Phylogenetic conservatism of functional traits in microorganisms


A central question in biology is how biodiversity influences ecosystem functioning. Underlying this is the relationship between organismal phylogeny and presence of specific functional traits. The relationship is complicated by gene loss and convergent evolution, resulting in the polyphyletic distribution of many traits. In microorganisms, lateral gene transfer can further distort the linkage between phylogeny and the presence of specific functional traits. To identify the phylogenetic conservation of specific traits in microorganisms, we have developed an new index to determine the cluster size where all (or nearly all) organisms share a trait - consenTRAIT.

The approach is decribed in Martiny et al., 2013 ISME J.

We have also two additional studies that in part relied on this conceptual framework and the consenTRAIT algorithm. Here, we looked at the phylogenetic distribution of different enzyme families:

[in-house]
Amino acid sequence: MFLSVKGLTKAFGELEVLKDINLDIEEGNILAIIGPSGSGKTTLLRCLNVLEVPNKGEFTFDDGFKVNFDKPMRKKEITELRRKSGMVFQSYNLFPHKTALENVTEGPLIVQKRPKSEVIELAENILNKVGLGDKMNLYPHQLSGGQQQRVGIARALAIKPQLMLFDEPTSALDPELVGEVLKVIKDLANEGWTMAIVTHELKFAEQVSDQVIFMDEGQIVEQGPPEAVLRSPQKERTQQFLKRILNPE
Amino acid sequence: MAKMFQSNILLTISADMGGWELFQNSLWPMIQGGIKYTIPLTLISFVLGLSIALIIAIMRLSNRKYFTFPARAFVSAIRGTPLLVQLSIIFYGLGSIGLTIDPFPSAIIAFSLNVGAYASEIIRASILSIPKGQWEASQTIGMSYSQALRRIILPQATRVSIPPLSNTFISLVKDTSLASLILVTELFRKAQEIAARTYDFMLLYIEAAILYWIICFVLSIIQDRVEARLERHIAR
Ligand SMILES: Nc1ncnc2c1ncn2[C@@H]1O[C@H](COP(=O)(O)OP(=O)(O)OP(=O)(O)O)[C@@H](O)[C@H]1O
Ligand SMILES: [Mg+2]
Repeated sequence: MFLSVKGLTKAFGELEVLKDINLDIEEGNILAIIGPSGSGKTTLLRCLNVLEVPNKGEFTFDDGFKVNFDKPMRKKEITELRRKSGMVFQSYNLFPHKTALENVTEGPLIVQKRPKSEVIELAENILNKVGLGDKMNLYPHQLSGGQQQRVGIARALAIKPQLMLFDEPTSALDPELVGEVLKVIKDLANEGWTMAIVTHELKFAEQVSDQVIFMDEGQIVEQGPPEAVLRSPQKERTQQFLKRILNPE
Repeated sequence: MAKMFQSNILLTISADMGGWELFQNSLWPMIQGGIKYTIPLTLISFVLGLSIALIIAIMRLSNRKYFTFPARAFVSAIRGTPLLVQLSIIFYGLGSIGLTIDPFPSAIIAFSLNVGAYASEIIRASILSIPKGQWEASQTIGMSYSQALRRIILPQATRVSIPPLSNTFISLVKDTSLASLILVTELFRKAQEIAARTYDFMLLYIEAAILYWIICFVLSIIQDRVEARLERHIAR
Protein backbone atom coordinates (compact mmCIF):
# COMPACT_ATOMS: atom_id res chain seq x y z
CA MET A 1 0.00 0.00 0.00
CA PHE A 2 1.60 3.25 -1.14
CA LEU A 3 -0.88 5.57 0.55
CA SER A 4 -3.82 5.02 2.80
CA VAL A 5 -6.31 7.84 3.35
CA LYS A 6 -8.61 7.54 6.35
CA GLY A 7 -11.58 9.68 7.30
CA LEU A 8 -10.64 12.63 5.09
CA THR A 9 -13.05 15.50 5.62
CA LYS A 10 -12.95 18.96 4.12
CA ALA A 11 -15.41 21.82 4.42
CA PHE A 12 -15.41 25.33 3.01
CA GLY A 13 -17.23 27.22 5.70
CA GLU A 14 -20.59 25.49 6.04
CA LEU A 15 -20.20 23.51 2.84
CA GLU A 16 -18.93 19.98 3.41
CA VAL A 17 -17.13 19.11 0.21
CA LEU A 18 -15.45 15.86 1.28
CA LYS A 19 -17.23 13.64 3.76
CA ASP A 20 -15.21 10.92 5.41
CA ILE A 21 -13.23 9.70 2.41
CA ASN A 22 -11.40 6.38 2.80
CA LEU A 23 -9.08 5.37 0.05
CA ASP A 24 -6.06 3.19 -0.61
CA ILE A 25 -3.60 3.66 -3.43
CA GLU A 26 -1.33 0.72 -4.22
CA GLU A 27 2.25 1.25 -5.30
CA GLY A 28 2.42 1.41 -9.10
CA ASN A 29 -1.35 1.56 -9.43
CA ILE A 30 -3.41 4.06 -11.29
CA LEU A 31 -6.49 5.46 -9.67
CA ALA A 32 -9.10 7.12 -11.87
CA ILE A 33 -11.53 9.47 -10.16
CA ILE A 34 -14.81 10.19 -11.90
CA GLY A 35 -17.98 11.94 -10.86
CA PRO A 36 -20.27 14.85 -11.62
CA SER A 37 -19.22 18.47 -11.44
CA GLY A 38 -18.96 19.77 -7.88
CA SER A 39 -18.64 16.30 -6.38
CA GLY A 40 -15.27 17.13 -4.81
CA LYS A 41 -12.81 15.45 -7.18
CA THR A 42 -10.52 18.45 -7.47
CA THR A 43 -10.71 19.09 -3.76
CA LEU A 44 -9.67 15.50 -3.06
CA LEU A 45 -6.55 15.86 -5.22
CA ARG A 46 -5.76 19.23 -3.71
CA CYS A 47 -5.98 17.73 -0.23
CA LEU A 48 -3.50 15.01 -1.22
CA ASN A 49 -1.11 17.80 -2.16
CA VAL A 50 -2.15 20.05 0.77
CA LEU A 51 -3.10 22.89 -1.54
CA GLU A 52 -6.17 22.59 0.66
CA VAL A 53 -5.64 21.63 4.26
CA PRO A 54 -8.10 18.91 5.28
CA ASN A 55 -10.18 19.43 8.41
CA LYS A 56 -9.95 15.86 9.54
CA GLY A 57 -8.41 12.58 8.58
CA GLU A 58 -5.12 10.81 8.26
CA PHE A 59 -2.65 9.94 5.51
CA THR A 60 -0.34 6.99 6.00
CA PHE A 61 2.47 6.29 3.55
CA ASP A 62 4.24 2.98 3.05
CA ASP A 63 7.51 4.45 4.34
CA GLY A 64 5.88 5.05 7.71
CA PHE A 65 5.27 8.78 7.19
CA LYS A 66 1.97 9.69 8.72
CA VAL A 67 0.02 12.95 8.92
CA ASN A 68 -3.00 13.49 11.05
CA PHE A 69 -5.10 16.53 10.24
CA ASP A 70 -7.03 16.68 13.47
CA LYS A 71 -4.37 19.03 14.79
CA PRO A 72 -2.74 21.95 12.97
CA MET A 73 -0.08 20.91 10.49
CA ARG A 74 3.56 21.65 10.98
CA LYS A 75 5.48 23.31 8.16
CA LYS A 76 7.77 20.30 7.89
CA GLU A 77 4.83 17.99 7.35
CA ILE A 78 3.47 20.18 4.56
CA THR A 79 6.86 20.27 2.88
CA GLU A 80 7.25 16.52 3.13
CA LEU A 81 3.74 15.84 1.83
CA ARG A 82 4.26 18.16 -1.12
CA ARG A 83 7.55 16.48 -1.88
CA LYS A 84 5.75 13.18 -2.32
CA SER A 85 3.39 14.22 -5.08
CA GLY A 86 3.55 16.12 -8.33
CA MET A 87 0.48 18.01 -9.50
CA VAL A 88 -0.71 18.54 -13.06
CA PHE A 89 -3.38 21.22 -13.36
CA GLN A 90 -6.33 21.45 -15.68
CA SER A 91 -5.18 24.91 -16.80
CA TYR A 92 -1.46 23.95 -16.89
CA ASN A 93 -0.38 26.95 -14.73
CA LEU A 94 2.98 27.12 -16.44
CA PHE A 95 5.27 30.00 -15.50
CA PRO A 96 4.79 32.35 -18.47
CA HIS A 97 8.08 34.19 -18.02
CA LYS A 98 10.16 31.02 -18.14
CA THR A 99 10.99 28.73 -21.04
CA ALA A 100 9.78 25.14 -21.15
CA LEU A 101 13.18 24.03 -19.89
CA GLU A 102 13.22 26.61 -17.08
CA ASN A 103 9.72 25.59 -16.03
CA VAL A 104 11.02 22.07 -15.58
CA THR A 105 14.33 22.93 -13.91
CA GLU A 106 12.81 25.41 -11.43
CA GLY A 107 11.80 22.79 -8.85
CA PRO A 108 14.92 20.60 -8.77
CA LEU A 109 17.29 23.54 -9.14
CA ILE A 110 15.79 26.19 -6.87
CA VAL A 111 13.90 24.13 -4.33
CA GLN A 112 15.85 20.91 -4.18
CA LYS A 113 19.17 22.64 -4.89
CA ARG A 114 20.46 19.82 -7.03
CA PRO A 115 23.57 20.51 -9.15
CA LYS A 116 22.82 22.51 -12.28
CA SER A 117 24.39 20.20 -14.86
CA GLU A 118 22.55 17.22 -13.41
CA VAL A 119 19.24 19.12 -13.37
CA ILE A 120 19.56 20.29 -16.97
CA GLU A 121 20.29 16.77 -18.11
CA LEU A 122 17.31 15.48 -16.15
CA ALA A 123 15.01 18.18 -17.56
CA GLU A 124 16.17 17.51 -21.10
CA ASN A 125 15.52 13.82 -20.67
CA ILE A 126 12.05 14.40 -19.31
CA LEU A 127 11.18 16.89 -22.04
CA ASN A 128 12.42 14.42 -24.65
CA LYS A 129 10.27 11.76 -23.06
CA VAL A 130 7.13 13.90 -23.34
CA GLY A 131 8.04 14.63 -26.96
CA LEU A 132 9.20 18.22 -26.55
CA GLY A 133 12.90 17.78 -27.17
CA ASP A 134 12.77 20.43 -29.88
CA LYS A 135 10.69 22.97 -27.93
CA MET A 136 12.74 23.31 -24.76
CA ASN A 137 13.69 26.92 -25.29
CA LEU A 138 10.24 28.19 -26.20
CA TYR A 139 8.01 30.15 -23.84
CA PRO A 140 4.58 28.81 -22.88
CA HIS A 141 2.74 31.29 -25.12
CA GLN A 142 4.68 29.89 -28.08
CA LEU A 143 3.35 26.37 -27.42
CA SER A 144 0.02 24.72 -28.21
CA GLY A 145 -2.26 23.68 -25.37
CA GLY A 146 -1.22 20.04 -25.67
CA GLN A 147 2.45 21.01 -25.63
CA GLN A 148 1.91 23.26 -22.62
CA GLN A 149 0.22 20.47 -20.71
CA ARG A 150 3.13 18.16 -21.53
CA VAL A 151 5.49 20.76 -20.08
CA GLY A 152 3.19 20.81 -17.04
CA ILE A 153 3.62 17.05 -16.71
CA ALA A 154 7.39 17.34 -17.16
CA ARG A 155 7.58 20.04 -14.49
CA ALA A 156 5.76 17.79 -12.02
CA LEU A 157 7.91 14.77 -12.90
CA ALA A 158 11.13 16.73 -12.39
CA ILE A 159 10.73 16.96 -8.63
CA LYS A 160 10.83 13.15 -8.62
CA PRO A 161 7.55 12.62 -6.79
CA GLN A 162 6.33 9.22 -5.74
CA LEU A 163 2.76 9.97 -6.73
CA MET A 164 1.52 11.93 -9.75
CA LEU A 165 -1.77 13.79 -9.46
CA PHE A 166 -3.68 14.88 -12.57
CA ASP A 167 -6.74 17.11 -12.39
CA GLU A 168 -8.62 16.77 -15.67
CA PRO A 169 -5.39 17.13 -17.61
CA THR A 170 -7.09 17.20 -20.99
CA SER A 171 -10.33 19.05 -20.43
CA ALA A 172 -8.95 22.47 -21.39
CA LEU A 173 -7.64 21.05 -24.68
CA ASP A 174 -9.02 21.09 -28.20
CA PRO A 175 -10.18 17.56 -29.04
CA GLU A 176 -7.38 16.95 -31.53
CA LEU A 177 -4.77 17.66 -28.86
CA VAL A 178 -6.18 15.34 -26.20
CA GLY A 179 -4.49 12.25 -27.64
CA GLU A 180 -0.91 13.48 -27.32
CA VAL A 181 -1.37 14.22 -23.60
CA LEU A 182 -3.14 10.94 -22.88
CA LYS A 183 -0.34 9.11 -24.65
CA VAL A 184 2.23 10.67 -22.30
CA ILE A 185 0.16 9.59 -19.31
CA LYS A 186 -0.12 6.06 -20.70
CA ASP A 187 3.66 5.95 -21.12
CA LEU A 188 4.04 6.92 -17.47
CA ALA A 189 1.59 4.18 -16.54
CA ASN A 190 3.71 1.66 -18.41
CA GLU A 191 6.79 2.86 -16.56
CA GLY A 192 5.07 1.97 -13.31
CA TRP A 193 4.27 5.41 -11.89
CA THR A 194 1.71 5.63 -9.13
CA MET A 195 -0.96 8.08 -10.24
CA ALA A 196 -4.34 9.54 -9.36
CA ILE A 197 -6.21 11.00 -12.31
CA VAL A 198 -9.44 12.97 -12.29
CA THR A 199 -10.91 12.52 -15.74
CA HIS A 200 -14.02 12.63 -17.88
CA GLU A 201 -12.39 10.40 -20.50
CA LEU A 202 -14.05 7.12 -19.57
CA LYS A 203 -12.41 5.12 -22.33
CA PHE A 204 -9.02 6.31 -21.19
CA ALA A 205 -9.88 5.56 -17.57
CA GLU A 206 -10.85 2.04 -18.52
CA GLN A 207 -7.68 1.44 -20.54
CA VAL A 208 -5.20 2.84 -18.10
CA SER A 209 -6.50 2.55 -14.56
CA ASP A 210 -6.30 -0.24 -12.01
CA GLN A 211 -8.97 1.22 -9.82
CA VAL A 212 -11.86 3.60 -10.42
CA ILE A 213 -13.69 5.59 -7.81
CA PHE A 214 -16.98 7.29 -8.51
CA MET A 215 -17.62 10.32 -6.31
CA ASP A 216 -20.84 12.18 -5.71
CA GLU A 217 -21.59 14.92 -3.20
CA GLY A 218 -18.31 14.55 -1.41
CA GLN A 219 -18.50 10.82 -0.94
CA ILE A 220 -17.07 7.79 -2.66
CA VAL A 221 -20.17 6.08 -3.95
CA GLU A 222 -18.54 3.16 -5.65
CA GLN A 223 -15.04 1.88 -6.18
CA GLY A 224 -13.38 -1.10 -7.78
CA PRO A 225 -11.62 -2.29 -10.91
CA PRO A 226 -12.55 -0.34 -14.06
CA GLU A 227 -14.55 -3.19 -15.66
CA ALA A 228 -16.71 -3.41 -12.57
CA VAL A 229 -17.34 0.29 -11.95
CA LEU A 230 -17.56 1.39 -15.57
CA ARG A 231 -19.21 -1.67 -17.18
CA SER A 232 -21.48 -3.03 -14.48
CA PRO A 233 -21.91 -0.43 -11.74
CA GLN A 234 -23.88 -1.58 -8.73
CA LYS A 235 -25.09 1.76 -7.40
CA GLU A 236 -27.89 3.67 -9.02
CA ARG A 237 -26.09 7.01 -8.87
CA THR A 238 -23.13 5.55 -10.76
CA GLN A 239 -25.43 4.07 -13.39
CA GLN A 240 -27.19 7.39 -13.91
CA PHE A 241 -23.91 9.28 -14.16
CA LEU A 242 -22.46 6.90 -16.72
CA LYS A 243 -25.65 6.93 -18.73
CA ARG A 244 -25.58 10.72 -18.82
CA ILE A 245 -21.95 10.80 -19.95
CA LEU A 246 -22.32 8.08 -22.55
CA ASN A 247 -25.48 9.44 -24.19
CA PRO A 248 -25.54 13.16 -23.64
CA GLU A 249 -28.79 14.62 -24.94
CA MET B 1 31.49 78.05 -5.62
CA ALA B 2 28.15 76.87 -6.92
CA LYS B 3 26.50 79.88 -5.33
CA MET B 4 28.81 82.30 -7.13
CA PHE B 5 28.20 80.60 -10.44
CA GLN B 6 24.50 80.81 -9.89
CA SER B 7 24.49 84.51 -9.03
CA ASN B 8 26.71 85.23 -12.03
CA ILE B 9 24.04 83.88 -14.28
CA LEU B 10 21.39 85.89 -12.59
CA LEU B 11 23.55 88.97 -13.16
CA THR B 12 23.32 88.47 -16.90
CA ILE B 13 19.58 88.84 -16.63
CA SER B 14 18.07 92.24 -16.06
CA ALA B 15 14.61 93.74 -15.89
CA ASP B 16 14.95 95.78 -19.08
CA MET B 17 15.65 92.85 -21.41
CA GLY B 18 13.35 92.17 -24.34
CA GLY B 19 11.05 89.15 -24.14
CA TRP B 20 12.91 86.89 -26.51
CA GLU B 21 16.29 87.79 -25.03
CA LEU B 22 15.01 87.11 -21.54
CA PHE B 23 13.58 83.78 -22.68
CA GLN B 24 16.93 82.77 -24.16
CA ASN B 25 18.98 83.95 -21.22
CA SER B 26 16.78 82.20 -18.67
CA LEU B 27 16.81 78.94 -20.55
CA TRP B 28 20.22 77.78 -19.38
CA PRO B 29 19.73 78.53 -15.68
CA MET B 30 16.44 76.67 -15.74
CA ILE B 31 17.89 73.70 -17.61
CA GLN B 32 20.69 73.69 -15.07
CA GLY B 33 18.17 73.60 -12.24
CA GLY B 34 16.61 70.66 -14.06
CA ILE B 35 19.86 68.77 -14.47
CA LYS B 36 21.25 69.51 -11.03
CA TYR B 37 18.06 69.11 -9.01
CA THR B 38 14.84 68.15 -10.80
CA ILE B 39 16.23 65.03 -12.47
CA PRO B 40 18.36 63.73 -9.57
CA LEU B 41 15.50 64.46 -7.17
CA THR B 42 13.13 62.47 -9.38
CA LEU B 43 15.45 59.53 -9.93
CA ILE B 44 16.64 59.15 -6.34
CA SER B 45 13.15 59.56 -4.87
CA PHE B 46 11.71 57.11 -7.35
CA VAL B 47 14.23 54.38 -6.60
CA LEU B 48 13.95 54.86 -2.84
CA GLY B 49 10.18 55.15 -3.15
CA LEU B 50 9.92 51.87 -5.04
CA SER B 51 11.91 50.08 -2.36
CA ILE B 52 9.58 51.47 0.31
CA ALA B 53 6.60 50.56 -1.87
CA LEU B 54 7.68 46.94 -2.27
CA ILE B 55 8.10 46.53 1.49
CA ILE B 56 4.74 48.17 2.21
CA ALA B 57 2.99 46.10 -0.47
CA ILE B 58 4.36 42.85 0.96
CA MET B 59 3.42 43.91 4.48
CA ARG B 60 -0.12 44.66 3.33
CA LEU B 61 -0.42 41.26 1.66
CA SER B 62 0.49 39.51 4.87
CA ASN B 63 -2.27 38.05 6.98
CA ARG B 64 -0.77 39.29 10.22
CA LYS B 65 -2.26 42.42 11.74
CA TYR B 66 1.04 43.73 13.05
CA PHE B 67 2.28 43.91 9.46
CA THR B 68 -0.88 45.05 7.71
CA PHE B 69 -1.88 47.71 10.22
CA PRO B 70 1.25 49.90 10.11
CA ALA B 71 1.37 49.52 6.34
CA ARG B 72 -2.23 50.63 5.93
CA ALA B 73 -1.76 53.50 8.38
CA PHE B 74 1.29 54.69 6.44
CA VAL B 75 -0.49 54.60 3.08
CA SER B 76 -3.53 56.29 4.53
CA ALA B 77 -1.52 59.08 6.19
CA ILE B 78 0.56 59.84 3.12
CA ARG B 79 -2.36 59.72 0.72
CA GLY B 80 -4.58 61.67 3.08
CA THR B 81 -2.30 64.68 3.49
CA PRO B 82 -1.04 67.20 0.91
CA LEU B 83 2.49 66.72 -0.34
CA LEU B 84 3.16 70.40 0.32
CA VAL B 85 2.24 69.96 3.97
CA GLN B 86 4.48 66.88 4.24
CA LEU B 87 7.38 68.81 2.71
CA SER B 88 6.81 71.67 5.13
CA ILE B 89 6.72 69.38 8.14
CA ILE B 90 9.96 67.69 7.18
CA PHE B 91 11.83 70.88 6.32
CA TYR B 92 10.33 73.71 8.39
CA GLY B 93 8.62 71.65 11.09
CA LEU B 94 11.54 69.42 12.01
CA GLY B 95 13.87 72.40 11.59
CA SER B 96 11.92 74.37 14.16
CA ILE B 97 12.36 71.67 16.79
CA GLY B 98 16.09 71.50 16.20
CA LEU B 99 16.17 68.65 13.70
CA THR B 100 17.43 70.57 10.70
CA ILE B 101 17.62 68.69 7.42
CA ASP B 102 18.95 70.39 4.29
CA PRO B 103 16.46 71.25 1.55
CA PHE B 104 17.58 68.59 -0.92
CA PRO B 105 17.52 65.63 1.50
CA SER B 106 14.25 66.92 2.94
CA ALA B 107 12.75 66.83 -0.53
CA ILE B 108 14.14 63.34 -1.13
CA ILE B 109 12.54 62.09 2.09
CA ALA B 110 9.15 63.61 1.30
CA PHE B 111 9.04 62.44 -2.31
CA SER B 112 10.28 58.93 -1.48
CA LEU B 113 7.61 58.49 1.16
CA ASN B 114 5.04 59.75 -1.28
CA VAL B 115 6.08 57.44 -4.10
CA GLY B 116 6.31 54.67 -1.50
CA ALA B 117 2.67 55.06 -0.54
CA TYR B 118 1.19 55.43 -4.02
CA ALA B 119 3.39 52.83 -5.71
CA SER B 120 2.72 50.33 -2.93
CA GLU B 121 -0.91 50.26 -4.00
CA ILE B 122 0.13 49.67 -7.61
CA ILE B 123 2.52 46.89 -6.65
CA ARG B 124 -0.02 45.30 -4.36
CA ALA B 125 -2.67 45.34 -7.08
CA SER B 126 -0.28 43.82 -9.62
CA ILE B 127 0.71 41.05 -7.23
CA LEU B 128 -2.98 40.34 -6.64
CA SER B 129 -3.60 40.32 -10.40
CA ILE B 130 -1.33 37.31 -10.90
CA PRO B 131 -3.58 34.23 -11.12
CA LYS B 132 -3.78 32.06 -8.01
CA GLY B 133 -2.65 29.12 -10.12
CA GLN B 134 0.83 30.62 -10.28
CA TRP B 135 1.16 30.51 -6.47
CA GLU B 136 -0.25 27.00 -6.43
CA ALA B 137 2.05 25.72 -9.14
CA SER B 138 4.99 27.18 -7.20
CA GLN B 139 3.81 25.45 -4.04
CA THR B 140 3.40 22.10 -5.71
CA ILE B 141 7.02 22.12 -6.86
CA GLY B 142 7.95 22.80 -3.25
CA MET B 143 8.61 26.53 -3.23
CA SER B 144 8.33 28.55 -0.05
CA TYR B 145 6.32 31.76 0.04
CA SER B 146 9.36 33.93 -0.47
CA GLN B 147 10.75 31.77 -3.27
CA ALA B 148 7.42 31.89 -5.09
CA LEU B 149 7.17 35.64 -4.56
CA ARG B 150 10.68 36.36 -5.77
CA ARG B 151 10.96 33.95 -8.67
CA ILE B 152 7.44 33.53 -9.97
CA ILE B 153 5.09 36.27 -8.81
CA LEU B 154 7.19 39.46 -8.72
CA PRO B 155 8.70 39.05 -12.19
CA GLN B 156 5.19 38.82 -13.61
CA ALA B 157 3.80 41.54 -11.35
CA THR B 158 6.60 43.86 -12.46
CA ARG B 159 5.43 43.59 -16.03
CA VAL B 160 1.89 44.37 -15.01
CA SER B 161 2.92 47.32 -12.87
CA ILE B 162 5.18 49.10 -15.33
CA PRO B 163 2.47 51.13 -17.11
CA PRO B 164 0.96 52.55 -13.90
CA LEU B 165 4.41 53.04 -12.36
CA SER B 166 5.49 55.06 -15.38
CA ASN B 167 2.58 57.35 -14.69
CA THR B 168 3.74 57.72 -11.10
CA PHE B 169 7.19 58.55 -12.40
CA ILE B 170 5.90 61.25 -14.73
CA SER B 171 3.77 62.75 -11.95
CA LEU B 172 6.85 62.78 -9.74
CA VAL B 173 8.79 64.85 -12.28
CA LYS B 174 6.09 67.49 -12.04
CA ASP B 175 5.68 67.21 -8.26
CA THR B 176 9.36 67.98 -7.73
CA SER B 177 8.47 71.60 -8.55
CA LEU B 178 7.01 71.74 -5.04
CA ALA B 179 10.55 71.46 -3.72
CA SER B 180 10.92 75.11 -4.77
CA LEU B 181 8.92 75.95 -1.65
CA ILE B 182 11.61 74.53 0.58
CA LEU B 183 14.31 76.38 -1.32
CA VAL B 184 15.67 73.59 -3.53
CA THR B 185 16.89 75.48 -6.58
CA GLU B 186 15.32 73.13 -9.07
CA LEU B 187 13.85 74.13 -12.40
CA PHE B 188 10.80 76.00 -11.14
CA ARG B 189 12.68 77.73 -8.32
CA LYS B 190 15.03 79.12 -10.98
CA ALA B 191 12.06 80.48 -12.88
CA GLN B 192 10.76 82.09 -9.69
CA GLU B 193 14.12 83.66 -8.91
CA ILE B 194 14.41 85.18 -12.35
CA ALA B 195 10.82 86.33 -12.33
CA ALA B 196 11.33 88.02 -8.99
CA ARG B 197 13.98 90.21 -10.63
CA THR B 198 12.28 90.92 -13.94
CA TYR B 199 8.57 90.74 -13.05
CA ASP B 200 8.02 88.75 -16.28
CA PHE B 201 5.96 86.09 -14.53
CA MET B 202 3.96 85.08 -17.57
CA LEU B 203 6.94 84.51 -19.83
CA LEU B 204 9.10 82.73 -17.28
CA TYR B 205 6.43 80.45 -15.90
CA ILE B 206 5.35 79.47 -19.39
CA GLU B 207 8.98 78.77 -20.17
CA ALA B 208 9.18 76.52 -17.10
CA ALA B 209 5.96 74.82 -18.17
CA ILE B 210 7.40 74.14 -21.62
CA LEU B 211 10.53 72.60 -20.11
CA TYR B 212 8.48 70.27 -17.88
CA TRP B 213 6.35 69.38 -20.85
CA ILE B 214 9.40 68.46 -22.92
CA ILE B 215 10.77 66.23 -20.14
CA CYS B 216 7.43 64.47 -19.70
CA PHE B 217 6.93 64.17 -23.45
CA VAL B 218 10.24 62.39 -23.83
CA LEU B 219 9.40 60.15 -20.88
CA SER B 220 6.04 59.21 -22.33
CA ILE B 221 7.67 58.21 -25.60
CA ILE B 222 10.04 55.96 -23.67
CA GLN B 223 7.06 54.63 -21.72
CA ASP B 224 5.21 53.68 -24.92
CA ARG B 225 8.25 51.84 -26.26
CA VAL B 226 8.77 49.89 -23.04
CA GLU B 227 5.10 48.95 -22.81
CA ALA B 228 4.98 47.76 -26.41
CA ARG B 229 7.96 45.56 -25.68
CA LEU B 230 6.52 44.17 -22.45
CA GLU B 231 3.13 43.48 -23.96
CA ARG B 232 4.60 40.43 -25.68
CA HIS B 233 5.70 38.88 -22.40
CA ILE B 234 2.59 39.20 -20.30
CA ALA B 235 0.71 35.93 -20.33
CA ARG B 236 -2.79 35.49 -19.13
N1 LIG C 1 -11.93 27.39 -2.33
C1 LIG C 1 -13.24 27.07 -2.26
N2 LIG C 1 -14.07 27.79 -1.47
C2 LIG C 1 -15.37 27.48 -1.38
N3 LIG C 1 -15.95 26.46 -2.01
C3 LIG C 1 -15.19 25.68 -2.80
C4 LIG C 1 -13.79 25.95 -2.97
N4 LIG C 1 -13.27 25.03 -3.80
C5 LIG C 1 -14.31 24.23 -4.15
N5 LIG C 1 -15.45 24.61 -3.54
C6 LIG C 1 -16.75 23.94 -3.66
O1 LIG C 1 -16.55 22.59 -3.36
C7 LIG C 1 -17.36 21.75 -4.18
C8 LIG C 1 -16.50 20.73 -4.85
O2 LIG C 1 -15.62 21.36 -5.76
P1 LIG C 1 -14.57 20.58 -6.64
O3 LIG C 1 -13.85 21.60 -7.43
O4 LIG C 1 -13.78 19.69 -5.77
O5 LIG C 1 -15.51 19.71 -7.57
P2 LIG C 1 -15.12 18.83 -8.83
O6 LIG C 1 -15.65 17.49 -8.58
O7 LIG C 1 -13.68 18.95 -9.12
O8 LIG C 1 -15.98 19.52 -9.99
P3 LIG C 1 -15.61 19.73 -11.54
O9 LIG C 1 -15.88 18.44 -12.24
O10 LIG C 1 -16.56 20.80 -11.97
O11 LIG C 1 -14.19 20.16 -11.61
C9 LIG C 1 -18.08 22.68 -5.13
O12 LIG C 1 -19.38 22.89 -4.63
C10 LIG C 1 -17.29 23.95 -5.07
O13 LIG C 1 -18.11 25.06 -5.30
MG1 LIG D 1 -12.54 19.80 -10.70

Amy Zimmerman et al.: Fine-scale phylogenetic clustering of resource-acquiring enzyme genes among sequenced prokaryotic genomes. doi:10.1038/ismej.2012.176. ISME J. 2013.

Renaud Berlemont and Adam C. Martiny. Phylogenetic distribution of potential cellulases in bacteria. Appl. Environ. Microbiol. 79:5:1545-54. 2013.



The R script for consenTRAIT can be found here.

The script requires two input files as arguments: a Newick Tree and tab delimited text file with names of each taxon in the first column and then 0 or 1 values for each trait in the following columns (and no headers).

consenTRAIT4.16 KB